“While European prelates languished in the tawdry palaces of a deracinated nobility and extracted money and spirit from ignorant peasants, the American blend of patriotism, unionism, social moderation, and religiosity produced one of the most vibrant popular churches,” these were the words that Charles Morris used in 1997 to explain the advantage enjoyed by the Catholic Church in the United States over its parasitic European counterpart. The same could be said of the advantage over Latin America. (Charles R. Morris, “American Catholic: The Saints and Sinners Who Built America’s Most Powerful Church”).
Throughout the 20th century Universal Catholic Church gradually became "Americanized". The Church approached the new century still valiantly opposing the principle of inseparability between Church and State, of religious freedom and freedom of conscience, but it closed the century on the opposite side. Achievements in secularization, loss of contact with urbanized and the proletarized peasant masses, European war among Catholic powers and, finally, decolonization, forced the Church into radical and painful changes, which resulted in crisis and fractures. This same process, however, allowed it to take its revenge on the spreading secularization and fostered its return, today, as a moral and political reference point in a society running out of ideals and prospects.
The model of this trend reversal has been the American Catholic Church. The only outpost of Rome in a non-Catholic Country, which was completely free – at least according to the First Amendment – to participate in the most colossal and unregulated faith market in the world. From its earliest days, the American Church embraced the principle – harshly rejected by the Universal Church – of freedom of conscience, in order to enter the competition in such a market. From the beginning, it was "a Church that goes forth" without any institutional support, but instead forced to face derision and hostility daily. For this reason it did not wait for the faithful to come to it, but went to look for them, to organize them in working class neighborhoods and factories, where they lived and worked. Thanks to that experience it managed to become as Morris wrote in the foreword of his book: “the most successful national Catholic Church in the world.”
Now, this American Pope goes to pay tribute to that Church and to that successful model which saved the Universal Church from the shipwreck of a self-referential perspective, largely disconnected from the changes happening in the world. The "American" principles were officially accepted by the Vatican Council in 1965, introduced by New York Jesuit John Courtney Murray, under pressure from his Archbishop Cardinal Francis Joseph Spellman, for decades acting as an intermediary between Rome and Washington. Later those principles became almost commonplace, in an institution like the Catholic Church, very slow in its adjustments to change, but very fast in metabolizing them. Benedict XVI said that the trip to the United States in 2008 offered him “the opportunity to reflect on the American historical experience of religious freedom.” According to the former ambassador to the Holy See (2005-2008), Francis Rooney, John Paul II and Benedict XVI “had a genuine and abiding fondness for America.” Rooney writes: “In a sense Benedict’s model for the proper relationship between religion and civil society was the United States of America.”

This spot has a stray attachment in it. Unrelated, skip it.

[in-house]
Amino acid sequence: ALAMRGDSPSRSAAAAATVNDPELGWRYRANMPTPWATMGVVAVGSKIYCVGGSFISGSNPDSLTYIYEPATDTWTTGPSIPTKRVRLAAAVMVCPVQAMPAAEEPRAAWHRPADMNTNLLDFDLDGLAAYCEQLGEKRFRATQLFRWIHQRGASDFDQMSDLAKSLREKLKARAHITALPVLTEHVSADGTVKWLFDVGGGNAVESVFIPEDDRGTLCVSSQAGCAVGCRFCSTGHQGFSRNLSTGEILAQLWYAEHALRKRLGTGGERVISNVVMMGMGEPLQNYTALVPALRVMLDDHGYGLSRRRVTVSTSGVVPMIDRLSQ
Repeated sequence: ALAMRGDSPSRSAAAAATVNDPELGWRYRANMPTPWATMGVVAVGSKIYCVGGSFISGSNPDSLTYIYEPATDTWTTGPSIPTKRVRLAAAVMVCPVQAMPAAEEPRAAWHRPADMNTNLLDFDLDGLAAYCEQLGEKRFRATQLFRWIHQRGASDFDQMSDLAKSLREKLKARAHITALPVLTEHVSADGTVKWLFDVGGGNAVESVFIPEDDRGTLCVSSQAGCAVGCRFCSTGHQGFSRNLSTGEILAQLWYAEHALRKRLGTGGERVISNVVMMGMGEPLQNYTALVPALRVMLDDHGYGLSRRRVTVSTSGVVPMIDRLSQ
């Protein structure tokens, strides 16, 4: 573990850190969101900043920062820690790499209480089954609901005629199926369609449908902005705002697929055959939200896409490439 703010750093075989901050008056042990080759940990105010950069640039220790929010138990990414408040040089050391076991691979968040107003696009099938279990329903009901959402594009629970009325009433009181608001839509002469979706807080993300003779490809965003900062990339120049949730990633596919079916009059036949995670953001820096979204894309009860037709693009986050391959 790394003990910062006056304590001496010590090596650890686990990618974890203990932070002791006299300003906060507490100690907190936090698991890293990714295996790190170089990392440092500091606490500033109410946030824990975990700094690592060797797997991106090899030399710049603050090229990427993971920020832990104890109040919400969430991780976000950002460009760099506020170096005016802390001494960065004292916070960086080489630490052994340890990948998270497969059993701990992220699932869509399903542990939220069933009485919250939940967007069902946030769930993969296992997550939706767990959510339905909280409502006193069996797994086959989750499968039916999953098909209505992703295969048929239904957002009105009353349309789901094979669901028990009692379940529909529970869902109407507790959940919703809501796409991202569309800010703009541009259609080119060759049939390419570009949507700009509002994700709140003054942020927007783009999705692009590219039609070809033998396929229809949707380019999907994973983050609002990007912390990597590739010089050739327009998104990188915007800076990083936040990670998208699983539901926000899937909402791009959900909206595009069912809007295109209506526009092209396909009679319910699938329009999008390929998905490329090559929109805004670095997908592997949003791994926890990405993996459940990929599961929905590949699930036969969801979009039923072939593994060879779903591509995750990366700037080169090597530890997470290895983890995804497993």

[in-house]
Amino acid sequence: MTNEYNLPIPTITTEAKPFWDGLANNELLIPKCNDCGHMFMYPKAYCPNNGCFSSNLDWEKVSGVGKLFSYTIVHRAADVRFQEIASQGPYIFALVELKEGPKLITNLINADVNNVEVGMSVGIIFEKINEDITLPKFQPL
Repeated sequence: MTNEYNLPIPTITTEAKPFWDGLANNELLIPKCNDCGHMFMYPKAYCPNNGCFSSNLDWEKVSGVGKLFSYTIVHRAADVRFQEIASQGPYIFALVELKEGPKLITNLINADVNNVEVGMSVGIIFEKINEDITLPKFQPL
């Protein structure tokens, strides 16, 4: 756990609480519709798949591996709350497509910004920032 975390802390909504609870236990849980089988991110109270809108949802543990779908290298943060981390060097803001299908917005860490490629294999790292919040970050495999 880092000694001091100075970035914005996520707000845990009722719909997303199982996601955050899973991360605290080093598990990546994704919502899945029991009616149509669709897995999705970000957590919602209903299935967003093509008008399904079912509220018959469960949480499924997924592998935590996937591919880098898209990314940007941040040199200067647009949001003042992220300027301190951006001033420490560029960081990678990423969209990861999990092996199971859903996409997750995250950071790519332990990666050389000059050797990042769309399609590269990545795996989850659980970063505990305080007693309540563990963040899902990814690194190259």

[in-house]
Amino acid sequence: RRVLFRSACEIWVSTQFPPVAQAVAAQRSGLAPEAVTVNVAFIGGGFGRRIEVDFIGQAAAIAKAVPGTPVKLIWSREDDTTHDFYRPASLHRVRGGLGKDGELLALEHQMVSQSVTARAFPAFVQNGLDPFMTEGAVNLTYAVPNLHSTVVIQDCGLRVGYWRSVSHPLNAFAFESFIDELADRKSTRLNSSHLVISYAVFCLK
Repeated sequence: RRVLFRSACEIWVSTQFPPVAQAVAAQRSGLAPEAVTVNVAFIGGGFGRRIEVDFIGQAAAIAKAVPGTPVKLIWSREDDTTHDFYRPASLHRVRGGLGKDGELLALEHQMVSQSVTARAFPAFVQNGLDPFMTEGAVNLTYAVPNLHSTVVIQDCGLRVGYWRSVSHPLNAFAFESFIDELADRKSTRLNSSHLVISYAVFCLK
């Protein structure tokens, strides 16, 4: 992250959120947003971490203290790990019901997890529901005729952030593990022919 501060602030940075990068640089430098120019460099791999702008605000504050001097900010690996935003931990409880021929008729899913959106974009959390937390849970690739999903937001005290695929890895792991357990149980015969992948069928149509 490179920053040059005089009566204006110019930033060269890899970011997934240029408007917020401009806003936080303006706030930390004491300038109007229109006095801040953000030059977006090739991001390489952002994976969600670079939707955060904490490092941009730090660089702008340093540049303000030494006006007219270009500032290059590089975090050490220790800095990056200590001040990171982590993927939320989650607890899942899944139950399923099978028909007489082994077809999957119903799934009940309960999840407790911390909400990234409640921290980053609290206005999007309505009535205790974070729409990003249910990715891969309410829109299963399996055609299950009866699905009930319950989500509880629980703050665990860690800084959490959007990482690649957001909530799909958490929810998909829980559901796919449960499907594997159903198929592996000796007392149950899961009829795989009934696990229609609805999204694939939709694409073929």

The American Pope, Jorge Mario Bergoglio, has taken a step forward. As a theorist of the “Church that goes forth,” he is trying to universalize the American model, urging those of faith in all catholic countries to give up their privileged positions and to participate in the free market of faith. Knowing that, in such a market, only those who are more proactive, who have more experience and organizational reliability, will actually prevail.
But “the most successful national Catholic Church in the world” could also be a very valuable tool for an America in relative decline by providing that “supplement in soul” to a country that is increasingly finding itself to be bewildering and soulless. This Catholic contribution is notable also for the amount of social services – hospitals, shelters, canteens, nurseries, schools, universities – it can make available. And for the staff of Catholic origin which at the moment occupies, like never before, the highest political, military and judiciary ranks of the country.
A Pope speaking before the Congress, who can afford to lash out at American imperial arrogance, and receiving a round of applause and ovations in return, represents the historical nemesis of the Pilgrim Fathers fleeing the old world from Catholic persecutions. But it also represents a nemesis for the Church entrenched in its prerogatives and, for a long time, considering religious freedom as “a delirium.”
Fear of decline has pushed the Catholic Church to rely on, among other things, the American experience, and the United States to rely on, among other things, the Catholic experience. Pope Francis' visit represents a seal to this unique intersection of destinies.
Traduzione dall'originale italiano di Simona Lisi.